7 secrets to exam success

It’s officially exam season, which means students are currently burying themselves in their course resources, desperately trying to remember how to hold a pen… or watching Netflix on the lounge at home. If you are, however, not one with the miraculous luck of studying a non-exam degree – or even if you’re preparing for an in-class test – the time for exam tips is now. Here are the 7 secrets to Exam Success, so that when the high score hunt comes you won’t be a sitting duck.

1. Less panic, more planning                          

The first and most effective way to make the most of the little study time you have left is, well, make the most of the little study time you have left. Work out all the time you have in between your last rounds of classes and other obligations like work, and draft up a plan of when you intend to get revision and practice for your upcoming exams done. Services such as the University’s Academic Support can help you in drafting up plans like this, as well as providing you with tips on what to expect if you’re new to exams or need help writing essays.

The first result of creating a plan is that by creating a specific time for the work to get done, you’re more likely to start working than if the time for study remains in the nebulous realm of “sometime in the future”.

2. Less panic, more practice

Unless you’re a Luke Skywalker level fluky genius, you probably get better at things the more you do them. To this end it makes a lot of sense for you to look up your course’s practice questions so you can get a handle on what kind of things you’ll be asked in the old testing chamber. You can find practice questions for exams on your course’s Canvas site. You can also reach out to your lecturers to ask if they can give you access to past papers.

3. Less panic, more prioritisation

A key way to maximise the effectiveness of your study time is to focus on the aspects giving you the most trouble. While you might feel inclined to rehash the parts of your course you’re comfortable with and glide through a study session, leaving holes in your understanding can lead to your exam feeling more like a potluck. Targeting the areas in which you’re weakest will shore you up for any situation.

4. Less panic, more preparation

Look up all there is to know about your exams, and get acquainted with the details of when and where. The starting dates for exams are available on the university website, and you can find your personalised exam timetable in myhub.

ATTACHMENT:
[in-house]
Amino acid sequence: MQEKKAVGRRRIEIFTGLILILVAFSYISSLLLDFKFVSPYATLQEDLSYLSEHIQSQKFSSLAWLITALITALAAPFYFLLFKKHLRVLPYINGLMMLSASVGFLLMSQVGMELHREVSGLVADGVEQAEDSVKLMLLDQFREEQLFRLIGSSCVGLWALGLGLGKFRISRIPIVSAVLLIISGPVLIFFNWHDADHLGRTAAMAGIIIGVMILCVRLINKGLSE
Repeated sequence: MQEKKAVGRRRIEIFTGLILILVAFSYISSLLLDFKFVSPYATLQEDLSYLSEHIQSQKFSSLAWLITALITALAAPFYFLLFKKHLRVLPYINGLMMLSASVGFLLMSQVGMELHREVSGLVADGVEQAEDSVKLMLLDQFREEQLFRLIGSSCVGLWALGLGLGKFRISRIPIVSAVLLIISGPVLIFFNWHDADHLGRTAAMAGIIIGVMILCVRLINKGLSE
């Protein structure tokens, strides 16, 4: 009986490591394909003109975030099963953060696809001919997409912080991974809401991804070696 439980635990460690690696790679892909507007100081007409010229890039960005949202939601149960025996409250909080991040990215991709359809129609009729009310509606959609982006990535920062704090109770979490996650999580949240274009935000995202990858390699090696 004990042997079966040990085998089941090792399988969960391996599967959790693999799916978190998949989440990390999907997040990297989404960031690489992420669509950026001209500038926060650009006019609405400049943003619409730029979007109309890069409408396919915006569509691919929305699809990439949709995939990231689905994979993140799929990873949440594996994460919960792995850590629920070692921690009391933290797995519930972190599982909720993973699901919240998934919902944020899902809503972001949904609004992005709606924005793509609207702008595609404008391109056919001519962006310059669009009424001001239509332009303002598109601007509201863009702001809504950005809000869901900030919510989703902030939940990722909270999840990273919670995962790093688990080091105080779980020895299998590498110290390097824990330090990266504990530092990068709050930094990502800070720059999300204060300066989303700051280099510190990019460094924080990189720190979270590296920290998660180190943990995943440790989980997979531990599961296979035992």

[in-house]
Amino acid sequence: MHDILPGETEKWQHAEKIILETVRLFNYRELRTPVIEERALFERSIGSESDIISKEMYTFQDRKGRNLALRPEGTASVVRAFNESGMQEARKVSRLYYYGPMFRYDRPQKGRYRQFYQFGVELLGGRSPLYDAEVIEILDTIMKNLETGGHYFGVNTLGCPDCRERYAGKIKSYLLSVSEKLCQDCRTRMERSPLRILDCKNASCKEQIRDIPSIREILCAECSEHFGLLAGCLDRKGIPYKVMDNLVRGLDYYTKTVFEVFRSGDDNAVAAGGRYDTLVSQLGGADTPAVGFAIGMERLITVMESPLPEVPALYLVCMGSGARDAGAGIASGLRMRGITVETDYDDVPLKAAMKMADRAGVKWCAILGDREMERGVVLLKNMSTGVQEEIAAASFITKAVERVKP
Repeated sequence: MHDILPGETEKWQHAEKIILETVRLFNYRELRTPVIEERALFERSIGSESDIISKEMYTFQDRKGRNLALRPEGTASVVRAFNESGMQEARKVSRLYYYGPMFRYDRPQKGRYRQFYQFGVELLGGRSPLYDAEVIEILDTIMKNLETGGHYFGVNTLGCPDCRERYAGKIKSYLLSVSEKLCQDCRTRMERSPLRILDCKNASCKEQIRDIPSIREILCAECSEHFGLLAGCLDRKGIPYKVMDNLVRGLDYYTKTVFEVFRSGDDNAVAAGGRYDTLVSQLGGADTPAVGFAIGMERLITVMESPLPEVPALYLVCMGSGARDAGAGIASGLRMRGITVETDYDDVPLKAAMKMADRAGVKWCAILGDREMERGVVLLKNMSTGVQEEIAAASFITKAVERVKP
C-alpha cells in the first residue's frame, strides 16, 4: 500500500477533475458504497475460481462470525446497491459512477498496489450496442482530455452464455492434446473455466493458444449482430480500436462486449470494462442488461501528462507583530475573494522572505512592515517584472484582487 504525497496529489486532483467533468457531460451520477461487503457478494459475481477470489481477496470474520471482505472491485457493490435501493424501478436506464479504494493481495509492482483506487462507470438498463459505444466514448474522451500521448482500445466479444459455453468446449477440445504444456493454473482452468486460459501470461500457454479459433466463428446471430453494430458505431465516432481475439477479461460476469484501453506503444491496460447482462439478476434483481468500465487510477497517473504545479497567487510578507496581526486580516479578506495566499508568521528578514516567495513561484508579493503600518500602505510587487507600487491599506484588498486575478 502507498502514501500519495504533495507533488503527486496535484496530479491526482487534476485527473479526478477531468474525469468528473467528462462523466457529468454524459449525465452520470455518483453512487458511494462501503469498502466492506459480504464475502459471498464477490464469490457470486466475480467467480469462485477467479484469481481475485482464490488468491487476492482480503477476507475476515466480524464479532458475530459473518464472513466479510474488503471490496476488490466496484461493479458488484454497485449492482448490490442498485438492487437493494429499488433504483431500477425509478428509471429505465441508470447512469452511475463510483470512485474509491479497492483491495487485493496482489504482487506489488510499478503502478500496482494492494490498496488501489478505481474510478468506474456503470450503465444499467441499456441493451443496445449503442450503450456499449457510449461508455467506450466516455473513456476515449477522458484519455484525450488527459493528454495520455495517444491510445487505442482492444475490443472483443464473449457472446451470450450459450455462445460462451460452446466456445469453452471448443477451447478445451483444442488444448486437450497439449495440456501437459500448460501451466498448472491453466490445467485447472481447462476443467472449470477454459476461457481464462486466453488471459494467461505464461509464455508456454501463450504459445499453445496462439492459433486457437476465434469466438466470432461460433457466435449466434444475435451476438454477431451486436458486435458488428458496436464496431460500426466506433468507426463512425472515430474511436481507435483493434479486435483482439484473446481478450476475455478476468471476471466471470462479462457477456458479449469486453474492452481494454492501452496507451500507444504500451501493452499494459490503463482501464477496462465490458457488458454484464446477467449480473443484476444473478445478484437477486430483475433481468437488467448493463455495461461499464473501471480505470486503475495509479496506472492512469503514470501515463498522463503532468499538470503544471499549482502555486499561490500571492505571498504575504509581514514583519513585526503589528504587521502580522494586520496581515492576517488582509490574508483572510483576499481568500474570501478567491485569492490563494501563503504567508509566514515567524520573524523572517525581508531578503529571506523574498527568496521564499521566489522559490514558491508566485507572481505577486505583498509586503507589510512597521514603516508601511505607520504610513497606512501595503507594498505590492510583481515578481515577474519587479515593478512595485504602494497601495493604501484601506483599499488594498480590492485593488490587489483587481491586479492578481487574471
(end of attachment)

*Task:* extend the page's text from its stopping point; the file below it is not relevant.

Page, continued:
5. Less panic, more PASS

PASS, or Peer Assisted Study Sessions, often offer intensive sessions come exam time to get you up to speed. It’s the perfect place to ask some questions and work alongside your peers to get through a semesters worth of content. There’s nothing like a course veteran to help get you ready for what’s ahead.

6. Less panic, more… pressure alleviation?

If you’re dealing with additional external pressures such as medical or emotional turmoil, you needn’t suffer through exams without assistance. Applying for Adverse Circumstances is the right move if you’re working with an extenuating issue, so that provisions or modulations for your exam can be arranged. You can apply online through myUNI, just make sure that you have your supporting documentation ready and you continue to check your emails for updates.

7. Less panic, more Pomodoro

Even the most successful study requires breaks, both so you don’t burn yourself out and so you can retain the information you’re studying. The first aspect of this is making sure you’re getting enough sleep, eating well, and engaging in social time to ensure you’re healthy and happy leading up to and during your exam. Narrowing in on study itself, you can use techniques that divvy up your time between study and break so you’re not “kind of studying, kind of relaxing, and kind of breaking down.” I myself use the Pomodoro Technique, available in a handy web app that helps you commit to your studies.

2 thoughts on “7 secrets to exam success

  1. Again another inaccurate article by UoN. “you can even look up past papers through the library’s NewCat+ by searching “examination papers”.”

    Well, you cant.. unless the library staff are mistaken.

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